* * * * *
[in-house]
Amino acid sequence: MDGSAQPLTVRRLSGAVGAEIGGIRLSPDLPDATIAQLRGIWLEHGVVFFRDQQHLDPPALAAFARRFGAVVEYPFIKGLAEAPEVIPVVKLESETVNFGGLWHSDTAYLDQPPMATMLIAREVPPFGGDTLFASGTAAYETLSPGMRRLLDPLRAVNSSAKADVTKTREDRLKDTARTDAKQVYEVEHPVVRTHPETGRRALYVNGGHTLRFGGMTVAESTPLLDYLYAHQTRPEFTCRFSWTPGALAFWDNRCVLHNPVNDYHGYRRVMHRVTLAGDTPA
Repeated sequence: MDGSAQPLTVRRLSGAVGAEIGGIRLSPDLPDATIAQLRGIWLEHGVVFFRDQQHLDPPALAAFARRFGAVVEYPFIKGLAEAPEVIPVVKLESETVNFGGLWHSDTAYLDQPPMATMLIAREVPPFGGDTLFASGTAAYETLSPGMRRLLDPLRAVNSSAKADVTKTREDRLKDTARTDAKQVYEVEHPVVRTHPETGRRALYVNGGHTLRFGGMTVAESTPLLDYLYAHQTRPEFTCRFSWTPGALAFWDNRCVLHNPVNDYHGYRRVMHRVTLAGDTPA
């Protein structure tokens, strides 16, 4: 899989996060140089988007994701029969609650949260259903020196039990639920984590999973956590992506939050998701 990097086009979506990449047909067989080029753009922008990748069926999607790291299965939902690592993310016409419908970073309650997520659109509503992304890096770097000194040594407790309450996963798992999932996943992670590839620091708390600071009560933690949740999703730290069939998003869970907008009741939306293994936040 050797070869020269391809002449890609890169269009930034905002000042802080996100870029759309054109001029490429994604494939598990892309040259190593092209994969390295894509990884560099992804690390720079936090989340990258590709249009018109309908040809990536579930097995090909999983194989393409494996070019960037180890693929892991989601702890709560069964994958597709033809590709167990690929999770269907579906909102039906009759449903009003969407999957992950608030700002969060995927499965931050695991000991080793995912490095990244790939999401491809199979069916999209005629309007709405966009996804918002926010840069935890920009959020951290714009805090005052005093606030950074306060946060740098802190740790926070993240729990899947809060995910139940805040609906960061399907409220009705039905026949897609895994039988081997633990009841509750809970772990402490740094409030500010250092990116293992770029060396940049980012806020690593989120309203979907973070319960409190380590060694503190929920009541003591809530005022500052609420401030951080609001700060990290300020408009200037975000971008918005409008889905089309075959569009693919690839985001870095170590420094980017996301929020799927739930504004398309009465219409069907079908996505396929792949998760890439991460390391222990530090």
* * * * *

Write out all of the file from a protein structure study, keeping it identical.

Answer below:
[in-house]
Amino acid sequence: MDGSAQPLTVRRLSGAVGAEIGGIRLSPDLPDATIAQLRGIWLEHGVVFFRDQQHLDPPALAAFARRFGAVVEYPFIKGLAEAPEVIPVVKLESETVNFGGLWHSDTAYLDQPPMATMLIAREVPPFGGDTLFASGTAAYETLSPGMRRLLDPLRAVNSSAKADVTKTREDRLKDTARTDAKQVYEVEHPVVRTHPETGRRALYVNGGHTLRFGGMTVAESTPLLDYLYAHQTRPEFTCRFSWTPGALAFWDNRCVLHNPVNDYHGYRRVMHRVTLAGDTPA
Repeated sequence: MDGSAQPLTVRRLSGAVGAEIGGIRLSPDLPDATIAQLRGIWLEHGVVFFRDQQHLDPPALAAFARRFGAVVEYPFIKGLAEAPEVIPVVKLESETVNFGGLWHSDTAYLDQPPMATMLIAREVPPFGGDTLFASGTAAYETLSPGMRRLLDPLRAVNSSAKADVTKTREDRLKDTARTDAKQVYEVEHPVVRTHPETGRRALYVNGGHTLRFGGMTVAESTPLLDYLYAHQTRPEFTCRFSWTPGALAFWDNRCVLHNPVNDYHGYRRVMHRVTLAGDTPA
């Protein structure tokens, strides 16, 4: 899989996060140089988007994701029969609650949260259903020196039990639920984590999973956590992506939050998701 990097086009979506990449047909067989080029753009922008990748069926999607790291299965939902690592993310016409419908970073309650997520659109509503992304890096770097000194040594407790309450996963798992999932996943992670590839620091708390600071009560933690949740999703730290069939998003869970907008009741939306293994936040 050797070869020269391809002449890609890169269009930034905002000042802080996100870029759309054109001029490429994604494939598990892309040259190593092209994969390295894509990884560099992804690390720079936090989340990258590709249009018109309908040809990536579930097995090909999983194989393409494996070019960037180890693929892991989601702890709560069964994958597709033809590709167990690929999770269907579906909102039906009759449903009003969407999957992950608030700002969060995927499965931050695991000991080793995912490095990244790939999401491809199979069916999209005629309007709405966009996804918002926010840069935890920009959020951290714009805090005052005093606030950074306060946060740098802190740790926070993240729990899947809060995910139940805040609906960061399907409220009705039905026949897609895994039988081997633990009841509750809970772990402490740094409030500010250092990116293992770029060396940049980012806020690593989120309203979907973070319960409190380590060694503190929920009541003591809530005022500052609420401030951080609001700060990290300020408009200037975000971008918005409008889905089309075959569009693919690839985001870095170590420094980017996301929020799927739930504004398309009465219409069907079908996505396929792949998760890439991460390391222990530090």